Rome – In hunting, a “stalking horse” is a screen in the shape of a horse or some other animal that someone hides behind to disguise themselves from their prey. It’s a similar concept in politics, when you go after one target but your real intent is to strike another.

We got a perfect illustration recently when two U.S. senators objected to the nomination of Brian Buescher for the U.S. district court in Nebraska on the grounds that he’s a member of the Knights of Columbus.

According to Senators Mazie Hirono of Hawaii and Kamala Harris of California, both Democrats, the Knights’ positions on abortion and same-sex marriage could interfere with Buescher’s ability to fairly judge the sorts of cases that come before federal courts.

(The Knights of Columbus are a principal sponsor of Crux.)

Hirono and Harris are certainly within their rights, not to mention their party’s version of orthodoxy, to argue for abortion rights and same-sex marriage, and even to challenge the nomination of judges who hold different views on those issues. That’s the democratic process in a nutshell.

However, the flaw in their logic is this: Opposition to abortion and gay marriage are not policy positions of the Knights of Columbus but of the Catholic Church, as articulated most recently by the current leader of the Church, Pope Francis.

On abortion, Francis takes a remarkably strong rhetorical line, even comparing the decision to have an abortion to “hiring a hitman to resolve a problem” during one of his weekly general audiences in October.

“How can an act that suppresses an innocent and helpless life as it blossoms be therapeutic, civil or, simply, humane?” the pope asked.

The pontiff isn’t a Johnny-come-lately to the anti-abortion cause. During his 2014 trip to South Korea, for instance, he went out of his way to make a statement by visiting a memorial for abortion victims located about 100 miles outside the capital city of Seoul.

Called the “Cemetery for Aborted Children,” the anti-abortion memorial is a field lined with white crosses symbolizing the souls of the unborn and features a statue of the Holy Family — Mary, Joseph and Jesus.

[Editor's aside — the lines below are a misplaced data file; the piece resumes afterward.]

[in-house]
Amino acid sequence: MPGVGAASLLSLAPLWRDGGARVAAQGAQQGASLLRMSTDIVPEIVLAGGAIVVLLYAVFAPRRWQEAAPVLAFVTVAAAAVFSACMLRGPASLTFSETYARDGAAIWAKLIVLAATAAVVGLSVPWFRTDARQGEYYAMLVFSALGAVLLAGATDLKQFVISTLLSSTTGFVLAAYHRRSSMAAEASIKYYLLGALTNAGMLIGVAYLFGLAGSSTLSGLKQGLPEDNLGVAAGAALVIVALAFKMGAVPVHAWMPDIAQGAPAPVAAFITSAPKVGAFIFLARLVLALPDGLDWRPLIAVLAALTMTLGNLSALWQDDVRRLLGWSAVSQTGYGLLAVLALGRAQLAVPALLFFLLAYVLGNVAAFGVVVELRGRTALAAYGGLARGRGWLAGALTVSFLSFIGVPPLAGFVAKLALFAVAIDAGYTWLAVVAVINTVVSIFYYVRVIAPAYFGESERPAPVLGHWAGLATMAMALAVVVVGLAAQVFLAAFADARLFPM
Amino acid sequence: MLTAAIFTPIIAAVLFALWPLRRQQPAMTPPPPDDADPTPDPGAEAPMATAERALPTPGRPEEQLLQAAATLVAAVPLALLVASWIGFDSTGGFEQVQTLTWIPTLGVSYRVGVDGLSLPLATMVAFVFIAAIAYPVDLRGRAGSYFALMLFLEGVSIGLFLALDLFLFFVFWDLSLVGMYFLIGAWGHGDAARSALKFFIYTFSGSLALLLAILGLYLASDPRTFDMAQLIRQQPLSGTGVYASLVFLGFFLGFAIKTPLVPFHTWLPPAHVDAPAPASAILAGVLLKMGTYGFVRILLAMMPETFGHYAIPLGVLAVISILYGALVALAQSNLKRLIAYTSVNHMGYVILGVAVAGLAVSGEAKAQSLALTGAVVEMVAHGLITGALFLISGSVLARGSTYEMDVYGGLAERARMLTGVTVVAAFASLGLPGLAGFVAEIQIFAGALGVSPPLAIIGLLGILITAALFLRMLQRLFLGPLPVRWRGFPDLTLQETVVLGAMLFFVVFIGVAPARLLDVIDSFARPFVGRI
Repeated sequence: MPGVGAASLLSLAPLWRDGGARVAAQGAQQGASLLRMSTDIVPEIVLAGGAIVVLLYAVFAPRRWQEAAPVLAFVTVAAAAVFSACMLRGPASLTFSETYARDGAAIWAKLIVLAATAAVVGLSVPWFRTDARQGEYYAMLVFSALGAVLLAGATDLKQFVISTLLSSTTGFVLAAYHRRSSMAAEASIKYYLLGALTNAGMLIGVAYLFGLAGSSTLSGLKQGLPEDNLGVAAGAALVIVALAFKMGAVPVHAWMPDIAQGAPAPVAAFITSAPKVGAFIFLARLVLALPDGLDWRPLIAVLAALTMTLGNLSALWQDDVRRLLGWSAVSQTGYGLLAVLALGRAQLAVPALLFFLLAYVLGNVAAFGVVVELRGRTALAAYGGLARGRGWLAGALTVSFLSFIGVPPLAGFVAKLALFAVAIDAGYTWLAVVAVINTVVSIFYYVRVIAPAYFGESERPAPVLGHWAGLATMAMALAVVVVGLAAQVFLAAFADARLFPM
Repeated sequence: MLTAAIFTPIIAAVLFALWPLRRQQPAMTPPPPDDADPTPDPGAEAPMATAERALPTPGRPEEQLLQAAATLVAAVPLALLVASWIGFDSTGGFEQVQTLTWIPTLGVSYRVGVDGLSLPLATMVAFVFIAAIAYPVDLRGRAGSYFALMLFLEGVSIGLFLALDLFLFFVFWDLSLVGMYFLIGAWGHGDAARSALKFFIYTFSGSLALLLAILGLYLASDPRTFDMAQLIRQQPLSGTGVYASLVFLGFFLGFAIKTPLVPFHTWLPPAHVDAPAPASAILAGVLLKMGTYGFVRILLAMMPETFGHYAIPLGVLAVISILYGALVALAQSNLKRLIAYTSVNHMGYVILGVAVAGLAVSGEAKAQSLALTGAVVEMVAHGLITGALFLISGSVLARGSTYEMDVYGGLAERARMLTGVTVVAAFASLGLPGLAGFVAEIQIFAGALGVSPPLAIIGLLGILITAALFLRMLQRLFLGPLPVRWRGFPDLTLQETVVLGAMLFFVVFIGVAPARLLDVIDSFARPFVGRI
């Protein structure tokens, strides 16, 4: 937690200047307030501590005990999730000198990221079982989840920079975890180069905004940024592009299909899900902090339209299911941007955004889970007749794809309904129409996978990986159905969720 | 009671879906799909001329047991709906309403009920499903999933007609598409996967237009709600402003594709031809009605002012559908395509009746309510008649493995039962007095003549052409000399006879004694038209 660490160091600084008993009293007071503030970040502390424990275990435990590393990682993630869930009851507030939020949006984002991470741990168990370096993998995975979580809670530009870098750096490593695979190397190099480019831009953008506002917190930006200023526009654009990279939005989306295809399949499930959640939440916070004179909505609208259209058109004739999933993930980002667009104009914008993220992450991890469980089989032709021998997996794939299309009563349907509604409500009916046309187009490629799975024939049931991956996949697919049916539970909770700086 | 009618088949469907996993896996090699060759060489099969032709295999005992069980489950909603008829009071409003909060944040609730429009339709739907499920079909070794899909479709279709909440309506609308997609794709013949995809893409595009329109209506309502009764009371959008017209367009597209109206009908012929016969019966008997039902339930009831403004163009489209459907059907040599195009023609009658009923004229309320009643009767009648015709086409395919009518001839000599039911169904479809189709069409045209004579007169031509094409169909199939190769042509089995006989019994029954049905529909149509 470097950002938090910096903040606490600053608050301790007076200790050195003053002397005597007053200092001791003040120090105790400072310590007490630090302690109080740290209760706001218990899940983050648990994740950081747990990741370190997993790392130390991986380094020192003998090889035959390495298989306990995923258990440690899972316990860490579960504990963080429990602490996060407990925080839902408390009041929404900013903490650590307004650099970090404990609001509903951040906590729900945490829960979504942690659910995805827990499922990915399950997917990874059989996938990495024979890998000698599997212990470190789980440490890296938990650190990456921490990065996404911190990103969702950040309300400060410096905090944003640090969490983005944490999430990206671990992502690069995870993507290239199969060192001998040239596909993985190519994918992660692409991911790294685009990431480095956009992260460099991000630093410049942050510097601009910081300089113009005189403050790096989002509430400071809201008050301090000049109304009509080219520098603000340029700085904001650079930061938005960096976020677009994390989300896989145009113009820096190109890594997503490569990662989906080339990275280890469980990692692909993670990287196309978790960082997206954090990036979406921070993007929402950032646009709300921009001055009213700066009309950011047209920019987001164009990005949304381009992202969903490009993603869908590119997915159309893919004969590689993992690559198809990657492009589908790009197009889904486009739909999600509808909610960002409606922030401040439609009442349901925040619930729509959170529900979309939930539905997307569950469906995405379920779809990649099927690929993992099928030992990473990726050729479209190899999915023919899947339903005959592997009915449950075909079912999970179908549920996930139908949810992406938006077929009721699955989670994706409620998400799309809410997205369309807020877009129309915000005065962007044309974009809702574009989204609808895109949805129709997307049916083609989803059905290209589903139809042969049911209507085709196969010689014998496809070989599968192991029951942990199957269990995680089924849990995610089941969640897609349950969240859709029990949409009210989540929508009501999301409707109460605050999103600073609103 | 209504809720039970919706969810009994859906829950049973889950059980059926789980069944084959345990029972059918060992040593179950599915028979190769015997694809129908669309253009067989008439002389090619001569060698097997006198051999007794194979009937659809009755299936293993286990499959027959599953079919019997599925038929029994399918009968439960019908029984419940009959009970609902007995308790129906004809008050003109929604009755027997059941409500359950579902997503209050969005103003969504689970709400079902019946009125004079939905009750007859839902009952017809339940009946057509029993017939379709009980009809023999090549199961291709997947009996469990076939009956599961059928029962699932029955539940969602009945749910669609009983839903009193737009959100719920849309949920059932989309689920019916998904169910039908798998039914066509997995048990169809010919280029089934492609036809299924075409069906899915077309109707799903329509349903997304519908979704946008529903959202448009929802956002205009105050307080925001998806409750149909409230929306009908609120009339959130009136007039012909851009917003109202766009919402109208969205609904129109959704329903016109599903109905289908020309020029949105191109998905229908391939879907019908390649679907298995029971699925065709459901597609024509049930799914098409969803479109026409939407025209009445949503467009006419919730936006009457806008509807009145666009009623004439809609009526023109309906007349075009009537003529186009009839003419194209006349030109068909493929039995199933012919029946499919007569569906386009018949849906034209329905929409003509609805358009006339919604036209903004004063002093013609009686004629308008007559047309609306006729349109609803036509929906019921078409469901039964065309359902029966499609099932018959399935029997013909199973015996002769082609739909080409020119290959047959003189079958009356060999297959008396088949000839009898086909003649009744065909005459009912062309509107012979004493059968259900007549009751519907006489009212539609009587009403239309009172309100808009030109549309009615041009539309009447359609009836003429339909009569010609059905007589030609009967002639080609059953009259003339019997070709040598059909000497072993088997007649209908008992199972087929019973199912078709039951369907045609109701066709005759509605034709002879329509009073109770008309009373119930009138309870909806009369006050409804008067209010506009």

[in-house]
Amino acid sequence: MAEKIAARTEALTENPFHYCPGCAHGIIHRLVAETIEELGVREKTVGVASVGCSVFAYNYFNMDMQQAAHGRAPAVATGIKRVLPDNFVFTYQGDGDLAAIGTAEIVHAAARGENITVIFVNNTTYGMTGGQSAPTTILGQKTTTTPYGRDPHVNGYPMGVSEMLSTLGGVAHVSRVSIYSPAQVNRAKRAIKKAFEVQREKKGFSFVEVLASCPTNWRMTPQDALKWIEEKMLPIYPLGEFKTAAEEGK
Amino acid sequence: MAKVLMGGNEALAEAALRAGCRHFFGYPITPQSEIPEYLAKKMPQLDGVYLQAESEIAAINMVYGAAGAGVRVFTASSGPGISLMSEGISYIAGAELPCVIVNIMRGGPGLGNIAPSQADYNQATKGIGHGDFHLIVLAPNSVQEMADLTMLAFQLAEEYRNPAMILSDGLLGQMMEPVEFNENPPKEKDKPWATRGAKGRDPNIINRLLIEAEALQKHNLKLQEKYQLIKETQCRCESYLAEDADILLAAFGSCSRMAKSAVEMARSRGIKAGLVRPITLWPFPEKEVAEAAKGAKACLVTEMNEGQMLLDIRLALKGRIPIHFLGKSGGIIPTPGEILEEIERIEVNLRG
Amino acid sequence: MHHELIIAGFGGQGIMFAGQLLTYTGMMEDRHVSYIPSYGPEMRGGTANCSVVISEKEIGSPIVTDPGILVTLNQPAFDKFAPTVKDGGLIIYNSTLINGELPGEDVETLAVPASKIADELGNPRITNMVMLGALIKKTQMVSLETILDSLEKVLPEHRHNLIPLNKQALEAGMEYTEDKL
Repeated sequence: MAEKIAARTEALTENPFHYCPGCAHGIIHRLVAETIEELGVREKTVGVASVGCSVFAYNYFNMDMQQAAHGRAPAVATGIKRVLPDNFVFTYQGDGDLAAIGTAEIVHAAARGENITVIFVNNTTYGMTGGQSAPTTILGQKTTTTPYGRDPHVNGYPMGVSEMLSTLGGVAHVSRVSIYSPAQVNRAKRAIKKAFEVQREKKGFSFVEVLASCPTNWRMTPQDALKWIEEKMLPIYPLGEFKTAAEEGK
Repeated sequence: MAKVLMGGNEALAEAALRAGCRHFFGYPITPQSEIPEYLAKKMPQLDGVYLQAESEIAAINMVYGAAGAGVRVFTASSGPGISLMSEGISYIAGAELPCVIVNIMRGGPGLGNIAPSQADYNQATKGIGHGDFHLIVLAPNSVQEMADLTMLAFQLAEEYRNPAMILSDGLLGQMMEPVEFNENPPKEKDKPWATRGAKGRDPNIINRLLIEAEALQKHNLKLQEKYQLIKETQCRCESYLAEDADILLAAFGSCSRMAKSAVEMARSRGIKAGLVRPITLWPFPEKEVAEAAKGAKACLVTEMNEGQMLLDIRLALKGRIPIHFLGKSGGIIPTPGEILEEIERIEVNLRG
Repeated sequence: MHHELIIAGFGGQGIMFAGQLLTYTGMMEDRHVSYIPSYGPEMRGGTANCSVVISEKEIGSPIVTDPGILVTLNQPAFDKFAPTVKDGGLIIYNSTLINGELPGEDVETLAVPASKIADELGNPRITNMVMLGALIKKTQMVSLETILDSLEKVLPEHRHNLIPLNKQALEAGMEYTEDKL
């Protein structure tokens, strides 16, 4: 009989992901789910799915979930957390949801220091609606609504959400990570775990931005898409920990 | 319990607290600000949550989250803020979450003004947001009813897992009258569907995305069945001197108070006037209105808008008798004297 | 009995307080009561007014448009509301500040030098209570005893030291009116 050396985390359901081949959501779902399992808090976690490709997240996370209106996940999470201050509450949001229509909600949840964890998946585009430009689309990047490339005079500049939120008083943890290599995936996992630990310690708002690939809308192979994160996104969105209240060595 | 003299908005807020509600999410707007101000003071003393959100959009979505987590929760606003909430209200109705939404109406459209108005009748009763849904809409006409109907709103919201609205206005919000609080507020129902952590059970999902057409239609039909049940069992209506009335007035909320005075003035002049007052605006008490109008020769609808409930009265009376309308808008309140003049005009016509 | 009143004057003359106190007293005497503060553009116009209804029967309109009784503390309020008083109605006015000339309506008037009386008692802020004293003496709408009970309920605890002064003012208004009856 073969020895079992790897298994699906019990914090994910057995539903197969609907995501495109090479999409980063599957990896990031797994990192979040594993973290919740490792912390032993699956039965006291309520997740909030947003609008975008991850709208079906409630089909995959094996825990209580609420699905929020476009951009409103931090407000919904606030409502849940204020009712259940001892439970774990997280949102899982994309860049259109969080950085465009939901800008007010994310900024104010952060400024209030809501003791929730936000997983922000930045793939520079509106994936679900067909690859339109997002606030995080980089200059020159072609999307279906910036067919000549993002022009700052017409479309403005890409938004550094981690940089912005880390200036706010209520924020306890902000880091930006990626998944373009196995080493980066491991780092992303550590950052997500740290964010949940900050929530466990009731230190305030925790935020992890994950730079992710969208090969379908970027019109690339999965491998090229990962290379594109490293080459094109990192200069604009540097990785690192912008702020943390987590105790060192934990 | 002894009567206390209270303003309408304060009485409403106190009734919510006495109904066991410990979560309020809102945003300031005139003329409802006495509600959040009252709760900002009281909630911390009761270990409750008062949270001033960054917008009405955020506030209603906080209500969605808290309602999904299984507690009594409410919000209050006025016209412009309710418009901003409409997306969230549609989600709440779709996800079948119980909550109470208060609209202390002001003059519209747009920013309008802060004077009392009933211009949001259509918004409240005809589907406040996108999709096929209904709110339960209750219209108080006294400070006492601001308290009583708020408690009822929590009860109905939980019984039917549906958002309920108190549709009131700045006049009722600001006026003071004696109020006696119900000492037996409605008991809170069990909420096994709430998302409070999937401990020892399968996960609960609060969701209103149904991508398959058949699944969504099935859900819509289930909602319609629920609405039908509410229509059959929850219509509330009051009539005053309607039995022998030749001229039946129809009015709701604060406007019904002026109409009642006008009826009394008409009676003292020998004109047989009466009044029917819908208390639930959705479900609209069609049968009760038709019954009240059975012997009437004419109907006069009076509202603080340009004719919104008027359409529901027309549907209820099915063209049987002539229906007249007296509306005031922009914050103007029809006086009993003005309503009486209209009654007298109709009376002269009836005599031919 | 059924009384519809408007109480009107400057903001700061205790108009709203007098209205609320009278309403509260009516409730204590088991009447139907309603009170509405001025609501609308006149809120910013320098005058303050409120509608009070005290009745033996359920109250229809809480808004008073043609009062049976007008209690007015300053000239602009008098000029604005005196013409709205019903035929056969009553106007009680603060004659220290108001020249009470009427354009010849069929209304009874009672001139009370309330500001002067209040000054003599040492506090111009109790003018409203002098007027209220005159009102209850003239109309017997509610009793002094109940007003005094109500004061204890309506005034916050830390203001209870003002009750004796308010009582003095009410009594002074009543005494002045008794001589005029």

On other occasions, Francis has called abortion an “unspeakable crime”, pleaded with doctors not to perform abortions, and described pressures to have abortions as the result of “a secular culture which devalues God’s gift of sexuality and the right to life of the unborn.”

Despite his strong emphasis on compassion and outreach to LGBT people, Francis also has been firm in his opposition to gay marriage.

In a book-length interview last year with with Dominique Wolton, a 70-year-old French sociologist and expert in media and political communication, Francis argued that by its very definition, marriage can only be between a man and a woman.

Decrying what he called a “critical confusion” about marriage in the culture, Francis responded to a question about gay marriage by saying, “Let’s call this ‘civil unions.’ We do not joke around with truth.”

This past June, Francis argued that gay couples cannot form “families” in the full Christian sense of the word.

“It is painful to say this today: People speak of varied families, of various kinds of family,” but “the family [as] man and woman in the image of God is the only one,” Francis said in unscripted remarks to an Italian organization representing Catholic families.

One could go on piling up examples, but the point ought to be clear: Saying “no” to abortion and same-sex marriage is not an idée fixe of the Knights of Columbus, but rather the corporate stance of the Catholic Church and its leadership.

In other words, Hirono and Harris are employing a stalking horse in the Buescher case, because their real target isn’t the Knights of Columbus but Catholic teaching. Presumably, however, they felt it would be poor form to say they wanted Buescher blackballed because he’s Catholic, so they picked a softer target.

The same thing happens whenever a Catholic university blocks an award to a pro-choice politician, or a Catholic high school fires a teacher for being in a gay marriage, or a Catholic bishop speaks out again measures to expand abortion rights.

Complaints fly about the university, school or bishop, but in reality they’re simply espousing the official line of the Catholic Church.

(Actually, Catholics attuned to the fine points of theological argot would insist that opposition to abortion and same-sex marriage aren’t really “Catholic” positions either, because they don’t come from specifically religious revelation but from natural law, which in principle anyone can share. For now, however, that doesn’t need to bog us down, because the point is that the Church has a clear stance regardless of how it regards the basis of that stance.)

For sure, it’s eminently legitimate to argue that the Church is wrong on the merits on abortion and marriage, or at least that its positions shouldn’t be allowed to influence the civil law of the land.

However, for integrity’s sake, it’s important to be clear whom that argument is with – and it’s not the Knights of Columbus or anyone else. It’s with the Catholic Church and the man in white.